Today, radio systems obey such rules from the perspective of bandwidth, and public cloud providers do the same with respect to compute resources. The infrastructure in between both—the operator middle mile and enterprise IT—does not. The next-generation infrastructure needs to be obey the laws of hyperscale end to end, inheriting best practices from both telecom and public cloud. Ironically this is not as difficult as it would first appear, since many design principles (and experts) from large-scale telecom systems have been inherited by public cloud and design principles are converging in many areas (cooling, power, optics).

Public cloud has excelled from a centralized, compute-unit economics and programmability perspective. This leads to extremely high return on investment on digital assets. Telecom has excelled from a distributed, trusted, secure network-unit economics perspective. The future infrastructure needs to inherit both disciplines into one end-to-end infrastructure obeying all of the above leading attributes. In the future, it will not be clear where cloud ends and radio starts.

Never value innovation over discipline

One last thought: It is important to remember the importance of change but never replace discipline with innovation; both are required. Preparing for 5G requires the most-efficient and agile infrastructure and operating model to date. However, this will all remain a cost unless people, competence, process, and automation tools exist to enable discipline. A diligent process must be followed that is not driven by technology, but by continuous business KPIs and the desired customer experience.

One approach is to view the journey like a mountaineering expedition. You identify the summit, plan the route, and prepare for the ascent with appropriate training, tools, competence, and people. If you are carrying unnecessary load, this means you are using more time and more resources than necessary, endangering the expedition. But carrying too few supplies or not being prepared also increases risk.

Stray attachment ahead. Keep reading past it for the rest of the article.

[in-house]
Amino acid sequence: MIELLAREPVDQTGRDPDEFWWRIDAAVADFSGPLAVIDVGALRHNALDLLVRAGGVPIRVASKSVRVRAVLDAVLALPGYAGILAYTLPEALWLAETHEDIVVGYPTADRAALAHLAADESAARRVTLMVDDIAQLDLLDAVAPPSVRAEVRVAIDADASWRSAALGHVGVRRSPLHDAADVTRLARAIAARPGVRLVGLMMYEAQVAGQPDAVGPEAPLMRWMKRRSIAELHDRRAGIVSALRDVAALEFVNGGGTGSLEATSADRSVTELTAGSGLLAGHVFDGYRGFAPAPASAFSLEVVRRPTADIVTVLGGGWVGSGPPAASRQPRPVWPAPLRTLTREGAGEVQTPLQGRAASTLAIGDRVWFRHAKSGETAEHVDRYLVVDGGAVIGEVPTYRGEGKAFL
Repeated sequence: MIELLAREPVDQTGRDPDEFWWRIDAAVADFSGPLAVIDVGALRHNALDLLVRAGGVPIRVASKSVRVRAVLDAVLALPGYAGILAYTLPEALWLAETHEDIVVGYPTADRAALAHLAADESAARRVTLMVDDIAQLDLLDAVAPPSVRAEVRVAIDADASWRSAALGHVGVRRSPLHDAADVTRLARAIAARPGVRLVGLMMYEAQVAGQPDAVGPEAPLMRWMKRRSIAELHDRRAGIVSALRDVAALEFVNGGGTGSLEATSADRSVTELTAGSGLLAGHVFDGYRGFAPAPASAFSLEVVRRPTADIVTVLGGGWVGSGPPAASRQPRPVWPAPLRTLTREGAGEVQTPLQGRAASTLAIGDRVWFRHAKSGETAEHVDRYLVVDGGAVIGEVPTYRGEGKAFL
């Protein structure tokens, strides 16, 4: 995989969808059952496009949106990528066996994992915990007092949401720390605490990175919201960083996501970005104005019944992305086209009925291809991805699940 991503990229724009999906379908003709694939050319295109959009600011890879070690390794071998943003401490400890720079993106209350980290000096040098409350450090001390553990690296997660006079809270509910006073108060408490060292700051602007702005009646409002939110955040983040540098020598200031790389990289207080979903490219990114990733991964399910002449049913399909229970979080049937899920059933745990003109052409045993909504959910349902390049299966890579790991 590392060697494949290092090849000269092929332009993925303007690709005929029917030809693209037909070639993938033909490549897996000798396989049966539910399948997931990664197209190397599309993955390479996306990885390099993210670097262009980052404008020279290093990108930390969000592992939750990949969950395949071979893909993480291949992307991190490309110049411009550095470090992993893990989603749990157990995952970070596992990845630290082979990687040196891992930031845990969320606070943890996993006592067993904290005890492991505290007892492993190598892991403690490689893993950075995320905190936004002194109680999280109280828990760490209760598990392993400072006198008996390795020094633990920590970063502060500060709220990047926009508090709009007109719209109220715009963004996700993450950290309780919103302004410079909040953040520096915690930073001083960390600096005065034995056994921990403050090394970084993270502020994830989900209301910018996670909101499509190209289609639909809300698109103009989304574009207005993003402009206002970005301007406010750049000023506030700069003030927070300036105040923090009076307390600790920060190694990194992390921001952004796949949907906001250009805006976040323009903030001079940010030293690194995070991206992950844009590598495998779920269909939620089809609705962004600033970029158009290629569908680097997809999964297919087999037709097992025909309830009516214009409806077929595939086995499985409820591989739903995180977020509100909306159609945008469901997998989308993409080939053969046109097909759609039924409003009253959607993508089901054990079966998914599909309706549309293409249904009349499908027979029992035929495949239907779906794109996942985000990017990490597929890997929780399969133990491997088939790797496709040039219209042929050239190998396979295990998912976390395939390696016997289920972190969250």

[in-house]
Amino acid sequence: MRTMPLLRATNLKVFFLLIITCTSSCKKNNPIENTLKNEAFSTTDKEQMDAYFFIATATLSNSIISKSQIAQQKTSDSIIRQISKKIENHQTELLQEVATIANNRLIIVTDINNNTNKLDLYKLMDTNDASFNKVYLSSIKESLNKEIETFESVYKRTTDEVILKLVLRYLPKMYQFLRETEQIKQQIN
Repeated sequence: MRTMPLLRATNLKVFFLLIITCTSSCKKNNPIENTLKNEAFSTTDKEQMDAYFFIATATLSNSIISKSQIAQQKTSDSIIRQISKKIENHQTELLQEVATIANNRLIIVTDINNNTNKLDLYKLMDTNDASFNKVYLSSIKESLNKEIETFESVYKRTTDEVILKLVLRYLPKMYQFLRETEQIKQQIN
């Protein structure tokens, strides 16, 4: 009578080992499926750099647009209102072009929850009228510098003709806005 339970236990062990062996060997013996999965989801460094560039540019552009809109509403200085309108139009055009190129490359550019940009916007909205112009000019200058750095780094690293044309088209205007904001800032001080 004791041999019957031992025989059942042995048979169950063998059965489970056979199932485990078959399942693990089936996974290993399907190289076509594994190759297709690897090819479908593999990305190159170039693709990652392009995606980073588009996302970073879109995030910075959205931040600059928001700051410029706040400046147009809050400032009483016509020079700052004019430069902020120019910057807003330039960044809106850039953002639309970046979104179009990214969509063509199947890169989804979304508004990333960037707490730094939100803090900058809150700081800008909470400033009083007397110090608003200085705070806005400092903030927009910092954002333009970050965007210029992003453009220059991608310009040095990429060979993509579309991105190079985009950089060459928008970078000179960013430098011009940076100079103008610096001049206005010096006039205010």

Welcome to the zero distance world

To understand your current levels of fitness, take the initial test: “Take the Digital Maturity Test."

Then read in more depth about these idea in a new paper by Jason Hoffman and myself called: Future Digital - changing designs and minds

Download the paper
ericsson_hyperscale_cloud_future_digital_cover.pngSee the new rule book put into action by Ericsson and Intel at Mobile World Congress in Barcelona, where we'll be talking about Future Digital Infrastructure and our robotic datacenter wall.

Welcome to the zero-distance world. As you move into digital, you go from watching Silicon Valley to being Silicon Valley.


Digital Industrialization Cloud Infrastructure

Geoff Hollingworth

Geoff is Head of Product Marketing Cloud Systems, responsible for the global positioning, promotion and education of Ericsson’s next generation Cloud infrastructure offerings. He was previously embedded with AT&T in Silicon Valley, leading Ericsson’s innovation efforts towards the AT&T Foundry initiative. He has also held positions as Head of IP Services Strategy for North America and overseeing the Ericsson brand in North America, as well as other roles in software R&D and mobile network deployment. Joining Ericsson more than 20 years ago, Geoff has been based in London, Stockholm, Dallas and Palo Alto. He holds a First Class Honors Bachelors degree in Computing Science and has won the Computing Science Prize of Excellence from Aston University in Birmingham, United Kingdom.